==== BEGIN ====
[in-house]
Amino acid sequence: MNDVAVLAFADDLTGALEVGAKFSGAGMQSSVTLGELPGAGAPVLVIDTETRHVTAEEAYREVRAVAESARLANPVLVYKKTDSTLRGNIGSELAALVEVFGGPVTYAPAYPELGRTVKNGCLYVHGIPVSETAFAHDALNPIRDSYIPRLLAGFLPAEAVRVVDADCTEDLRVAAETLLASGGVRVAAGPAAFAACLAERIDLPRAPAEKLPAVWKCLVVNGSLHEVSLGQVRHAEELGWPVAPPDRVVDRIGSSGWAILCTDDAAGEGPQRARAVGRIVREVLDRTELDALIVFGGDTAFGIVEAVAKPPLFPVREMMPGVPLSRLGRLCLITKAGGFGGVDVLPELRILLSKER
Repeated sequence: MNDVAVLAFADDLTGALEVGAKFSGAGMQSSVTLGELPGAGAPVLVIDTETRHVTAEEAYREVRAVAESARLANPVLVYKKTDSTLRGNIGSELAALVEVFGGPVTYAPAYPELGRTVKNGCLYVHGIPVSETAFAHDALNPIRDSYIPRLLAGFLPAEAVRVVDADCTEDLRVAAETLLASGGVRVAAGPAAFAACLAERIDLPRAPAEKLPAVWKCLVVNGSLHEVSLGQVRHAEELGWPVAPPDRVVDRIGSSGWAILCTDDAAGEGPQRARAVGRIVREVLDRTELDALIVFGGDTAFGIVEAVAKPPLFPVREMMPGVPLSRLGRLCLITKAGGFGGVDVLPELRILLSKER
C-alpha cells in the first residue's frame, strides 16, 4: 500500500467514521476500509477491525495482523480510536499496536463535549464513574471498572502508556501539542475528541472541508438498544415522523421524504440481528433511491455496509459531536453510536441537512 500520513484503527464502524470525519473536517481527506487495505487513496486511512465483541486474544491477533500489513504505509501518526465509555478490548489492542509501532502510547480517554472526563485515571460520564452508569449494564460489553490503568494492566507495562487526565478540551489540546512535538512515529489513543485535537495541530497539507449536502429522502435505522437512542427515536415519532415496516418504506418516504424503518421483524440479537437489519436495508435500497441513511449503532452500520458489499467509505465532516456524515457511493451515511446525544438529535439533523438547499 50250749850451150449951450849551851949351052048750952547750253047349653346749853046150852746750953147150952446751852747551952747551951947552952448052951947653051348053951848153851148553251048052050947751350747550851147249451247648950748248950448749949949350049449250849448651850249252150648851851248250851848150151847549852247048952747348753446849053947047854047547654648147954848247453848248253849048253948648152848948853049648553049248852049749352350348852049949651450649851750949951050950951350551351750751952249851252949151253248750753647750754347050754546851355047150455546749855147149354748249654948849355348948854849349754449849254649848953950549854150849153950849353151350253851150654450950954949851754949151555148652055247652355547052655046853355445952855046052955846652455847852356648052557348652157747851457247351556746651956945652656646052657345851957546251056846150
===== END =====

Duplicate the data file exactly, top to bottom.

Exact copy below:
[in-house]
Amino acid sequence: MNDVAVLAFADDLTGALEVGAKFSGAGMQSSVTLGELPGAGAPVLVIDTETRHVTAEEAYREVRAVAESARLANPVLVYKKTDSTLRGNIGSELAALVEVFGGPVTYAPAYPELGRTVKNGCLYVHGIPVSETAFAHDALNPIRDSYIPRLLAGFLPAEAVRVVDADCTEDLRVAAETLLASGGVRVAAGPAAFAACLAERIDLPRAPAEKLPAVWKCLVVNGSLHEVSLGQVRHAEELGWPVAPPDRVVDRIGSSGWAILCTDDAAGEGPQRARAVGRIVREVLDRTELDALIVFGGDTAFGIVEAVAKPPLFPVREMMPGVPLSRLGRLCLITKAGGFGGVDVLPELRILLSKER
Repeated sequence: MNDVAVLAFADDLTGALEVGAKFSGAGMQSSVTLGELPGAGAPVLVIDTETRHVTAEEAYREVRAVAESARLANPVLVYKKTDSTLRGNIGSELAALVEVFGGPVTYAPAYPELGRTVKNGCLYVHGIPVSETAFAHDALNPIRDSYIPRLLAGFLPAEAVRVVDADCTEDLRVAAETLLASGGVRVAAGPAAFAACLAERIDLPRAPAEKLPAVWKCLVVNGSLHEVSLGQVRHAEELGWPVAPPDRVVDRIGSSGWAILCTDDAAGEGPQRARAVGRIVREVLDRTELDALIVFGGDTAFGIVEAVAKPPLFPVREMMPGVPLSRLGRLCLITKAGGFGGVDVLPELRILLSKER
C-alpha cells in the first residue's frame, strides 16, 4: 500500500467514521476500509477491525495482523480510536499496536463535549464513574471498572502508556501539542475528541472541508438498544415522523421524504440481528433511491455496509459531536453510536441537512 500520513484503527464502524470525519473536517481527506487495505487513496486511512465483541486474544491477533500489513504505509501518526465509555478490548489492542509501532502510547480517554472526563485515571460520564452508569449494564460489553490503568494492566507495562487526565478540551489540546512535538512515529489513543485535537495541530497539507449536502429522502435505522437512542427515536415519532415496516418504506418516504424503518421483524440479537437489519436495508435500497441513511449503532452500520458489499467509505465532516456524515457511493451515511446525544438529535439533523438547499 50250749850451150449951450849551851949351052048750952547750253047349653346749853046150852746750953147150952446751852747551952747551951947552952448052951947653051348053951848153851148553251048052050947751350747550851147249451247648950748248950448749949949350049449250849448651850249252150648851851248250851848150151847549852247048952747348753446849053947047854047547654648147954848247453848248253849048253948648152848948853049648553049248852049749352350348852049949651450649851750949951050950951350551351750751952249851252949151253248750753647750754347050754546851355047150455546749855147149354748249654948849355348948854849349754449849254649848953950549854150849153950849353151350253851150654450950954949851754949151555148652055247652355547052655046853355445952855046052955846652455847852356648052557348652157747851457247351556746651956945652656646052657345851957546251056846150